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All you need is a phone to participate in client meetings, depositions, ADR, mediation, oral arguments and a host of other essential work, including many court proceedings. However, that doesn't mean it will go smoothly, particularly at first, as everyone adjusts to this temporary new reality.
You have probably already noticed some unique challenges. Speaking and running a meeting over the phone does take some practice and forethought. Here are some key points to consider when conducting essential work tasks over the phone.
At some point, you will have technical difficulties. On Friday, March 20, for example, the D.C. Circuit held oral arguments in a case about a Trump Administration health care rule. Judge Thomas Griffith, shortly into oral arguments, got kicked off and later noted that the situation was “kind of a mess." We feel you, Judge Griffith.
Depending on the control you have, there are a few things that can help. One is to set up early and have a designated person assigned to handle tech setup and troubleshooting. In addition to a dedicated tech support person, have someone monitor chat for questions and comments, if chat is an option. The point is to delegate as much of the technical issues as possible so that you can focus on content.
You can't have the same back and forth as you would in person. There may be a delay, for one thing, and you won't have the same body language cues to know when someone wants to speak. Running a meeting online requires clear breaks to allow for others to join in. Pause and ask if anyone has questions.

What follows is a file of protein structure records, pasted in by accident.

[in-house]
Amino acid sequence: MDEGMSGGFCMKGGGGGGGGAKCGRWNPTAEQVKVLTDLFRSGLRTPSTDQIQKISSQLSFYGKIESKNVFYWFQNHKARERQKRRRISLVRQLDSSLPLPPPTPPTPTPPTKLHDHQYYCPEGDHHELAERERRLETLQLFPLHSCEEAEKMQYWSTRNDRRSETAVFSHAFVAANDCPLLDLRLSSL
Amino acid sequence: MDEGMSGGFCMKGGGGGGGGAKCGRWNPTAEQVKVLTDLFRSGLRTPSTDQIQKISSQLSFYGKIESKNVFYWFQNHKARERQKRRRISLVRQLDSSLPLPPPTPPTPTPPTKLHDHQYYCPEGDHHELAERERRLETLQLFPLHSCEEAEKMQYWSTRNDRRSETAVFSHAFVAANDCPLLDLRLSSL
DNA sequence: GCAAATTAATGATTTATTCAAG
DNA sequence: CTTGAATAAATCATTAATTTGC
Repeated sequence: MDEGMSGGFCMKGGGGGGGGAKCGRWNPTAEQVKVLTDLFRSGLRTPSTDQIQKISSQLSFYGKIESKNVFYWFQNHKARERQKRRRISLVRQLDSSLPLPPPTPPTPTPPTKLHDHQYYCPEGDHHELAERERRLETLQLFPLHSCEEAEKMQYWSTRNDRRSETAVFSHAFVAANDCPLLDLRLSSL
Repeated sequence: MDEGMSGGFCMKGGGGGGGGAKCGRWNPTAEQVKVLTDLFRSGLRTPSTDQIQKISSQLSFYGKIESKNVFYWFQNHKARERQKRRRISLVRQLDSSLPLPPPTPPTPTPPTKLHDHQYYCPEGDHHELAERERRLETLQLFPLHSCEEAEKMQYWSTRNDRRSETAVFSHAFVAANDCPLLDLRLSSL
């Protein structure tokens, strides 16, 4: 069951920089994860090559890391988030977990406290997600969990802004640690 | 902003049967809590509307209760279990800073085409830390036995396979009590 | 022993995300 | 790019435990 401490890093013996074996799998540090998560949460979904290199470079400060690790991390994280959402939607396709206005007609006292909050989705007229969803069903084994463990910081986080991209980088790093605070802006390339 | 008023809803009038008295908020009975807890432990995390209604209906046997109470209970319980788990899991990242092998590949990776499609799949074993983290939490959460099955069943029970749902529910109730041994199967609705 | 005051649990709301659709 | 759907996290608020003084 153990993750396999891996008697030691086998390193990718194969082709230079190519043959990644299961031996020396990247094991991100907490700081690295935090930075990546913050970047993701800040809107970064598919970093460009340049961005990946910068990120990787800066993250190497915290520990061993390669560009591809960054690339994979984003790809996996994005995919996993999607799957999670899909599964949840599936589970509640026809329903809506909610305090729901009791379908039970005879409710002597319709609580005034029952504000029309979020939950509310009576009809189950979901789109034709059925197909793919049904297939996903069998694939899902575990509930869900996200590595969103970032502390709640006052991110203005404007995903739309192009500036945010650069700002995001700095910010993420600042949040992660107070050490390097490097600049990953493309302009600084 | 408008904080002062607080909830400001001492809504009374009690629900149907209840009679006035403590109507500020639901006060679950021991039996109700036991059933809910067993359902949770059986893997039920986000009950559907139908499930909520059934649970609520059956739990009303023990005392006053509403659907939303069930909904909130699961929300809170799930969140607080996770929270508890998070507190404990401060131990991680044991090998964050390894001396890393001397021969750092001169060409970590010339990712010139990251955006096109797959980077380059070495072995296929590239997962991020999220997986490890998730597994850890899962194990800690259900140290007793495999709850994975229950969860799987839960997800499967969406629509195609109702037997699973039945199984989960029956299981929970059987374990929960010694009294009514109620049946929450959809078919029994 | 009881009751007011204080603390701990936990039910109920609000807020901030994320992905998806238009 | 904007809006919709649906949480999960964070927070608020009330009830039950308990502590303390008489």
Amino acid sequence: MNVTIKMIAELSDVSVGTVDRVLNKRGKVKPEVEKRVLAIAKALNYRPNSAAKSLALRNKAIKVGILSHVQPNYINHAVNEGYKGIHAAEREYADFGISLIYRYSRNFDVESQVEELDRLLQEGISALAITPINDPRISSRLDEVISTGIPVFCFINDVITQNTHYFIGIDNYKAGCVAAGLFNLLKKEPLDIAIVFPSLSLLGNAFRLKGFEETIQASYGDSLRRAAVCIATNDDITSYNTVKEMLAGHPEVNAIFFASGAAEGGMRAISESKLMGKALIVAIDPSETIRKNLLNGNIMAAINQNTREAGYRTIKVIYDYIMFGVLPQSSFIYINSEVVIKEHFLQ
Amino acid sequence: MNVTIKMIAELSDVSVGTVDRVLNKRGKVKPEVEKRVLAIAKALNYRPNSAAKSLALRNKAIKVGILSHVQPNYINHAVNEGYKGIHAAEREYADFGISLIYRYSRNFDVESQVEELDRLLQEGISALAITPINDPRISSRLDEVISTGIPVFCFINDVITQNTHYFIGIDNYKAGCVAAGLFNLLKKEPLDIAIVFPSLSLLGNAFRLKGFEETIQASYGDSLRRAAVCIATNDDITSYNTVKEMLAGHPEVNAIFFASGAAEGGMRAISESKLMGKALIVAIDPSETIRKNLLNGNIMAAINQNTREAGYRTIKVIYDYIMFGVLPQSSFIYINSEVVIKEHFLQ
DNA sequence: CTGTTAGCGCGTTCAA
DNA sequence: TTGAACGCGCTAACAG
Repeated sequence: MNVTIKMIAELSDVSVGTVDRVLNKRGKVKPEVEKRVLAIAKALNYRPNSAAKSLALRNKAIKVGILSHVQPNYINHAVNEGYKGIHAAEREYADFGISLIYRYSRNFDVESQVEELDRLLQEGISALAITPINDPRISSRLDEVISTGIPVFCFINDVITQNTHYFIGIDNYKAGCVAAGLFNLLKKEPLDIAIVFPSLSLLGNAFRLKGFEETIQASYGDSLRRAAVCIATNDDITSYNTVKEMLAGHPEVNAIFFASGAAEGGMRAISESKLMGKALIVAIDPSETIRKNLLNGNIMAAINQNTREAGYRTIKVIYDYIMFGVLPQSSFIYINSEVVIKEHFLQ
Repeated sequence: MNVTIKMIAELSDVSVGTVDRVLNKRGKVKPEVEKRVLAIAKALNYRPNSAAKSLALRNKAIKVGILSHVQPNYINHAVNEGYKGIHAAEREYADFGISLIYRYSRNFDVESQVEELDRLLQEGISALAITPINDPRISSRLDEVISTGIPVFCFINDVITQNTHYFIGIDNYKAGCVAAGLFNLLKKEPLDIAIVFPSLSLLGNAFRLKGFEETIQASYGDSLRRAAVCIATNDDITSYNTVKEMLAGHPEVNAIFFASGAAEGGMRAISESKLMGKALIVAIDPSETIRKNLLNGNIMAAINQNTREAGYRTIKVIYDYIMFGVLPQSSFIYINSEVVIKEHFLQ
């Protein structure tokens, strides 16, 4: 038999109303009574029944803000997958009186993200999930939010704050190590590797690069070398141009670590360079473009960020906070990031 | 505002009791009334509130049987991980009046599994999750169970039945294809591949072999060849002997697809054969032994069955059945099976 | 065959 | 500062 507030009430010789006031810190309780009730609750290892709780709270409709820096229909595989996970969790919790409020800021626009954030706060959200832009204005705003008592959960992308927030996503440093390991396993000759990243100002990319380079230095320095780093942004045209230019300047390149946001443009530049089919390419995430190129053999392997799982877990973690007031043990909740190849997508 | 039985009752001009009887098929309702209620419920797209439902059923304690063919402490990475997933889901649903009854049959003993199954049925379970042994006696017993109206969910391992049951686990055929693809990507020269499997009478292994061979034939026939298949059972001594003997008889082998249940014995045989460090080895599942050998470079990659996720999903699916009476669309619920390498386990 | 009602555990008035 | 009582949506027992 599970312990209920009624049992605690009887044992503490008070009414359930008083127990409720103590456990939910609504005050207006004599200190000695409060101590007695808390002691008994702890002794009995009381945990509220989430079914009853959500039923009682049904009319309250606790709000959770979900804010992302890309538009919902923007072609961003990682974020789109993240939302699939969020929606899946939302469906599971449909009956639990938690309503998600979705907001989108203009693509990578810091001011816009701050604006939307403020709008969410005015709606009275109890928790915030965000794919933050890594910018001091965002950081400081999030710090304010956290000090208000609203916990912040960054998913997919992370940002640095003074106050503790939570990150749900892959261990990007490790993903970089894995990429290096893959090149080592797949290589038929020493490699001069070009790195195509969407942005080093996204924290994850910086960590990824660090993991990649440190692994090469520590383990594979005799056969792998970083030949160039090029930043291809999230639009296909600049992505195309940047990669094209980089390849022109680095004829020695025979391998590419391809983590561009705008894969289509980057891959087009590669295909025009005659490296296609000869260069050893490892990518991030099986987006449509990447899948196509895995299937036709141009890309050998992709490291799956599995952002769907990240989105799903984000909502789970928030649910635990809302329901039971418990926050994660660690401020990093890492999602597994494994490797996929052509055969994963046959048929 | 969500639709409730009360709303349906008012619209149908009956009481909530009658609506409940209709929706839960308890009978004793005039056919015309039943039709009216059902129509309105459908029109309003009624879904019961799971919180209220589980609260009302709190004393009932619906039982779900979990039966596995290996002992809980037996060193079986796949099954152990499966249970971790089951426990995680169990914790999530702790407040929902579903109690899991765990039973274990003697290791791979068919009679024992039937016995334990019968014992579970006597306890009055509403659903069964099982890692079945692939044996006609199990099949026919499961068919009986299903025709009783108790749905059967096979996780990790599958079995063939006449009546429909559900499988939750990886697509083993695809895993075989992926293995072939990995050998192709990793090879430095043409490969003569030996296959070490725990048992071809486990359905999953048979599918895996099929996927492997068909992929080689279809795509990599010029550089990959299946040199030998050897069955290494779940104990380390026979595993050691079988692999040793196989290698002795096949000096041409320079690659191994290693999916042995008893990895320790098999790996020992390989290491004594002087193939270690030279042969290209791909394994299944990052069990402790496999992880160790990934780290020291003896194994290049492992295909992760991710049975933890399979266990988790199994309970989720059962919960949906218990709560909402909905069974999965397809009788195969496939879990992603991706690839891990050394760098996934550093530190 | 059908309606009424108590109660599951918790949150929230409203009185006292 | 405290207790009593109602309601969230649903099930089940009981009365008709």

It is harder to keep an audience engaged by video and phone. You need clear organization, audio cues to transition, and remember to be as brief as possible.
Even if no one can see you, it is best to stand up during brief online presentations, particularly for something like an oral argument. Breathe deeply to project your voice. You also want to sound energetic to keep others engaged. These are both easier when standing up.
There's always someone who is unaware that every sound they make can be heard over a headset. If you are going to snack on potato chips over a lunch meeting, be sure you know where your mute button is – and that it's working. Otherwise, most video conferencing tools allow the organizer to mute others.
There's a transition period to conducting meetings, client interviews, and other legal work over the phone. But it will become easier with use.
Meeting with a lawyer can help you understand your options and how to best protect your rights. Visit our attorney directory to find a lawyer near you who can help.
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